Gay Pride: The good, the bad, and the ugly

13 06 2009

I went to Gay Pride in Boston yesterday.

It captured–in one hour–the good, the bad and the ugly of this moment in our community’s march for equality.

The good.

  • God LOVES Fags.  THAT should be the headline of Boston Pride.  I never knew there were so many churches in Greater Boston and I had NO idea they were so prideful of their gay flocks.  I mean, I can see why they would be.  We know how to make even the most boring, Puritanical, Yankee church look just fabulous.  That was evident from the brightly colored gay flourishes–rainbow wands, brightly colored streamers and the like–that colored the delegations of churches marching for gay pride. And there were a lot of them.  I mean… A LOT.  Take that, Fred Phelps!
  • Menino LOVE Fags.  And we love him.  Boston Mayor Tom Menino’s been such an ardent supporter of the glbt community, that he’s damned close to breaking into the Holy Trinity of Madonna, Cher and Judy.  He’s that good.  And there he was again, this year, marching as he’s done every year.  Not because he’s running for his–what?–34th term.  Nope. He marches because he “gets” that, on this day in particular, it’s as important to show his support for US as our support for him.  And, while I think Mike Flaherty’s a helluva good guy, we really should show “The Mayor” that we support him.  He’s earned it.

The Bad:  In the dualistic illusion we call society, what’s the point of having “good” without a little old fashioned “bad”? I mean, our movement has become so much about assimilation.  Can’t we–at least for one hour of one day–be our down-n-dirty bad-assed selves?  Looking around today, I guess the answer is “no”—fitting, perhaps, given the Stepford times in which we live and, probably, appropriate given the kids who now flood Pride, but, damn, I miss the bad, which is why:

  • I LOVE The Theatre Offensive.  There they were, with their fabulous placards–designed as name tags that read “Hello, My Favorite Sex Act is…”  They captured what Pride USED to be:  bold, daring, irreverent, ALIVE.  As they passed gayly forward, I thought, “God, I miss THIS face of the gay community (I can say that to God now, see above…he loves us).”  Then I wondered, “Can I only be accepted by being not who I am but by being who others will tolerate me being?”  That seems to be the prevailing wisdom in our movement these days.  And if it indeed is so, how tragic (and dreadfully dull) to trade one closet for another.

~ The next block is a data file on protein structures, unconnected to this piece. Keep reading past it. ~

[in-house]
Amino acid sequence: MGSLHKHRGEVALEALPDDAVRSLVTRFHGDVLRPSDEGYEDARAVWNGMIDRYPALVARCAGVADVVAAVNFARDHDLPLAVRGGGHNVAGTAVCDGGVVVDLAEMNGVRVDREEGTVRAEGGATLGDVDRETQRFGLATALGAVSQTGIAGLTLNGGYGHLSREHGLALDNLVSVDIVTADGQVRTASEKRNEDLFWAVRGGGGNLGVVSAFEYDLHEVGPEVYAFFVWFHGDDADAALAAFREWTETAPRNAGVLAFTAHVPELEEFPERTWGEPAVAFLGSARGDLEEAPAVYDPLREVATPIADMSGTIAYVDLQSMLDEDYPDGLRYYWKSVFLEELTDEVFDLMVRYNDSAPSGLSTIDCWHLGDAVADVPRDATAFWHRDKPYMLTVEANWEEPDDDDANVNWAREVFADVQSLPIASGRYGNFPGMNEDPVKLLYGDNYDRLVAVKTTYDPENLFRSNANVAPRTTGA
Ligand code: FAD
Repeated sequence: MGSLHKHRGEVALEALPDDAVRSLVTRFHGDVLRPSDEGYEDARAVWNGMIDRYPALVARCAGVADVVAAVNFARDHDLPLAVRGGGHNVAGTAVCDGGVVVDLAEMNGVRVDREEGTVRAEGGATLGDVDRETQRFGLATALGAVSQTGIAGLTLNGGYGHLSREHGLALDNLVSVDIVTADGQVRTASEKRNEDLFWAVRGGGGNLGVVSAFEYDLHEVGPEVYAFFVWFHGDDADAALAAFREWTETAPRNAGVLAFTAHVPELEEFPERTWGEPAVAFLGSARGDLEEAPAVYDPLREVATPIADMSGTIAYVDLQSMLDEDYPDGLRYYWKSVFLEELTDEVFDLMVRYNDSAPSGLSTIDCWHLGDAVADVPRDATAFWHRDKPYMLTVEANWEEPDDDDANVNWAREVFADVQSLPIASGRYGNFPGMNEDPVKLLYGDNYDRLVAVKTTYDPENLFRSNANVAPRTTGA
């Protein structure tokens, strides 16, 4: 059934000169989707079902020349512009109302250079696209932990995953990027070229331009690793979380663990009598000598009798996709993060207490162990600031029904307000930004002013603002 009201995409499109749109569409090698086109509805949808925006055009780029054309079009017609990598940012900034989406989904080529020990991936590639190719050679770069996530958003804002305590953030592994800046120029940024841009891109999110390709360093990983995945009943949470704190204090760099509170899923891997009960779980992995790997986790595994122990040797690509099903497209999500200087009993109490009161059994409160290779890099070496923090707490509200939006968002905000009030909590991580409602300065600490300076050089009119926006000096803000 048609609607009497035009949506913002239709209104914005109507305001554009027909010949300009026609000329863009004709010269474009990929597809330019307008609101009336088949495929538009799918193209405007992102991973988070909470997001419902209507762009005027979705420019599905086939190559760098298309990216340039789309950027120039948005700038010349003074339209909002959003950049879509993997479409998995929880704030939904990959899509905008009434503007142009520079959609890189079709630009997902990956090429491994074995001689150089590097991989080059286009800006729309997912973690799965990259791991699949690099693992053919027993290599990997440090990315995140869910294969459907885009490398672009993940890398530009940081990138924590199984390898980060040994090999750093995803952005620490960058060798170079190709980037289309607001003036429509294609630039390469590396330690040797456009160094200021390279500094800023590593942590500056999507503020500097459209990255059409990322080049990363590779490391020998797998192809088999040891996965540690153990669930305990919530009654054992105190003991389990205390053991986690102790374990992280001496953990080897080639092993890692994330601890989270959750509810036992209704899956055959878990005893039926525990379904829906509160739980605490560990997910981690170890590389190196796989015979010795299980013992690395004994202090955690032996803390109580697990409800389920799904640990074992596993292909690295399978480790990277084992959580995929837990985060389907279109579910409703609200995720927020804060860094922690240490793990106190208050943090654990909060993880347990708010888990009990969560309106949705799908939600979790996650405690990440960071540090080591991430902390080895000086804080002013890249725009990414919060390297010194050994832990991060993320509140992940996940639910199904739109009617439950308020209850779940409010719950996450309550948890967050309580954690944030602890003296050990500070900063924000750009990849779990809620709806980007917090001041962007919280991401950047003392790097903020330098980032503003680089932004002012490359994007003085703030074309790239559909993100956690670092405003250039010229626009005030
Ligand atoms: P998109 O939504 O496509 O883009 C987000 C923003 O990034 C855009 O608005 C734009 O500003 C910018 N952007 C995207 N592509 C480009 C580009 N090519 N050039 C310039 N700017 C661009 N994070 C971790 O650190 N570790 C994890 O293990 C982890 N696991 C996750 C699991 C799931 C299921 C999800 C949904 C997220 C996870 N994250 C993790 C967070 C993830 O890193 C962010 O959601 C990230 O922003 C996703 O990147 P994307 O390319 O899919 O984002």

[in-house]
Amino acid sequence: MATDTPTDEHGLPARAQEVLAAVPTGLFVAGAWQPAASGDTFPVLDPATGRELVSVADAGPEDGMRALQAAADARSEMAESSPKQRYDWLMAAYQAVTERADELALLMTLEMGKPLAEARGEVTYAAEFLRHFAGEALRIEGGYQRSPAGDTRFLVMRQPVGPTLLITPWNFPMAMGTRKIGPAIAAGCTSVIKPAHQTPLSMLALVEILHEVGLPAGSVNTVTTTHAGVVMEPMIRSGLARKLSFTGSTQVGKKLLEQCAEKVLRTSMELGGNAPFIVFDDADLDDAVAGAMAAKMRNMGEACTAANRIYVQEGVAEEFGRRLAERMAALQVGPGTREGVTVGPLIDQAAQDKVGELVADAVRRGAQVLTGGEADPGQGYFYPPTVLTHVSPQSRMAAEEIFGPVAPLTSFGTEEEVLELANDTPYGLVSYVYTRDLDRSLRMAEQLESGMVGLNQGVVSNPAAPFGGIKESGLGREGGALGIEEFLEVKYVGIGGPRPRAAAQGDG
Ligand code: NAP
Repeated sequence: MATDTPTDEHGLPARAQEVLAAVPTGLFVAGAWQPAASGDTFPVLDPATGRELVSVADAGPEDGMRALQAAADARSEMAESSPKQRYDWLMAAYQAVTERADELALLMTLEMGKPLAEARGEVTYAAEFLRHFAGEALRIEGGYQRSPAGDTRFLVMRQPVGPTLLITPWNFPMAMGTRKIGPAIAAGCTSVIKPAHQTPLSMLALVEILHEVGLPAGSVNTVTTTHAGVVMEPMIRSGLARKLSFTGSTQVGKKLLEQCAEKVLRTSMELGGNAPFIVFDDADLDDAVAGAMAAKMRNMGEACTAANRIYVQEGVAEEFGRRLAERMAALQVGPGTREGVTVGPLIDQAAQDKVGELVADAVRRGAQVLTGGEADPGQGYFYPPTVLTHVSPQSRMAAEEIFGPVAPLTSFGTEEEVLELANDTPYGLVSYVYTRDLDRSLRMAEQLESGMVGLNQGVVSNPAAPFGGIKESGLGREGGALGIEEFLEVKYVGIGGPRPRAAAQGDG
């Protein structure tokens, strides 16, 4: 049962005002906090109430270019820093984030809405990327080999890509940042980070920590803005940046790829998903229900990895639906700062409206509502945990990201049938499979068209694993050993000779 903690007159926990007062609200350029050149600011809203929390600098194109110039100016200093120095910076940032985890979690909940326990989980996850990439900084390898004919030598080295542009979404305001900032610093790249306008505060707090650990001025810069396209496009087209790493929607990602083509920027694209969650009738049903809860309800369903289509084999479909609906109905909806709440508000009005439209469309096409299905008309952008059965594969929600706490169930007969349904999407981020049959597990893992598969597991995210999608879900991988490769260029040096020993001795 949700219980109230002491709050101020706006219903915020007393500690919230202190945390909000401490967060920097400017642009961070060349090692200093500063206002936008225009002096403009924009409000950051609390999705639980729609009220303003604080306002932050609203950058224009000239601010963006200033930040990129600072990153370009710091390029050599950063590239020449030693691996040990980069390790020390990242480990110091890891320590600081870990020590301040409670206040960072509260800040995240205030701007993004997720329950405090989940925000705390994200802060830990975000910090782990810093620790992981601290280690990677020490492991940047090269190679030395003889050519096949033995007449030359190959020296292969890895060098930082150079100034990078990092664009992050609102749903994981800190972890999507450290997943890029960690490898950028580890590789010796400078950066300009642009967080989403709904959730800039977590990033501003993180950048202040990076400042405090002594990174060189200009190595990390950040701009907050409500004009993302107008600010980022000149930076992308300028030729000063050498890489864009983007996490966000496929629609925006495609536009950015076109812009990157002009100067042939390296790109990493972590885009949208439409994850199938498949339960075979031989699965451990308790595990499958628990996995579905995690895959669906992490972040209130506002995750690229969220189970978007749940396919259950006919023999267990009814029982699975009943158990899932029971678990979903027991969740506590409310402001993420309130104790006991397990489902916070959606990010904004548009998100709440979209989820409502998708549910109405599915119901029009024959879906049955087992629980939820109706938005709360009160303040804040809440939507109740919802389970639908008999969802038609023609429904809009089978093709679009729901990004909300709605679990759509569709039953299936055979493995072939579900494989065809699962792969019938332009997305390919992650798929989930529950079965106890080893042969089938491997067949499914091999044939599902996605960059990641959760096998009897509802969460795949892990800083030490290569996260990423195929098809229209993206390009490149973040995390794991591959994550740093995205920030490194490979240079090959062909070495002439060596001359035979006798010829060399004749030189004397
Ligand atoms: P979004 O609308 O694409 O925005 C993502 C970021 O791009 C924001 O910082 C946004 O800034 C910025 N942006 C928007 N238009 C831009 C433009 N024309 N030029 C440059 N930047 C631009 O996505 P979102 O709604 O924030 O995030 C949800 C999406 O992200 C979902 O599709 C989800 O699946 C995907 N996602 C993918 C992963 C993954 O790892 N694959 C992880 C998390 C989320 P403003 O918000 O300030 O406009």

• I kinda love the go-go boys.  Pride used to be filled with–well–eye candy.  Gyrating, sweaty, sock-in-the-jock eye candy.  It was fabulous!  (and, no, I’m not being sexist.  The lesbians have the dykes on bikes…they make the kind of impression that lasts an entire parade). This year, there were about five go-go boys.  And they weren’t gyrating.  They stood like bored, aloof statues (think what Mr. Freeze used to do to the good guys on Batman).  “Are the drugs that bad these days?” I asked a friend standing next to me

The Ugly.

  • The D-side of Pride.  Watching today’s Pride, it’s obvious that it’s become a D-list event.  Aside from politicians and the leaders of GLAD and MassEquality, no other “leaders” were there, not the Executive Directors of AIDS Action or Fenway or HRC, not the fabulous fund raisers, not the gay-listers.  Is Pride beneath them?  Especially THIS year… the 40th Anniversary of the Stonewall Riots.  Especially THIS week…three days after President Obama’s Dept of Justice compared gay marriage to incest and argued that it would be too expensive for his government to extend equal rights to our community.

It’s enough to make one downright UNprideful.  Except…for the pride present in the spectators who DID show up.  They –we–may not have been large in number or high in status, but we most definitely were overflowing—are overflowing– in pride.

And impatience.

It’s time to (re-) capture our Pride.  Not the “Stepford pride” that gay groups would foist upon us, but the REAL pride that’s deep inside each of us.  The “pride” that you don’t need a fund raising event or a politician or a press release to define for you.   The pride that is you, just as you are.  As we are.   Let’s take THAT pride, bottle it up like a good bottle of gin or nail polish and…

  • Say “f*&^k off” to the lazy, RICH, and bloated “leaders” who can’t be bothered with Pride .
  • Say “we want our money back” to Obama and his DNC/gay group apologists.
  • Take the hand of God AND the go-go boys…and go get us some equal rights!

Anyone want to come along?

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2 responses

14 06 2009
sus

“Then I wondered, “Can I only be accepted by being not who I am but by being who others will tolerate me being?” ”
I love this line. This line makes me think beyond equality for gays, but of society in general. I wonder about this idea for all of us. For me this question seems to contain a dilemma that I often ponder over. When, if ever, is it OK for society to say, ‘no you can’t do this here’? How and by whom is harm defined…
thanks for the thoughts.

14 06 2009
Ridgewalker

Well said, Will – couldn’t agree with you more. If you made it down to the plaza, the place had more of a feel of a county fair (sans hogs and cattle) than a gay pride event. Seems the community is feeling pretty content these days.

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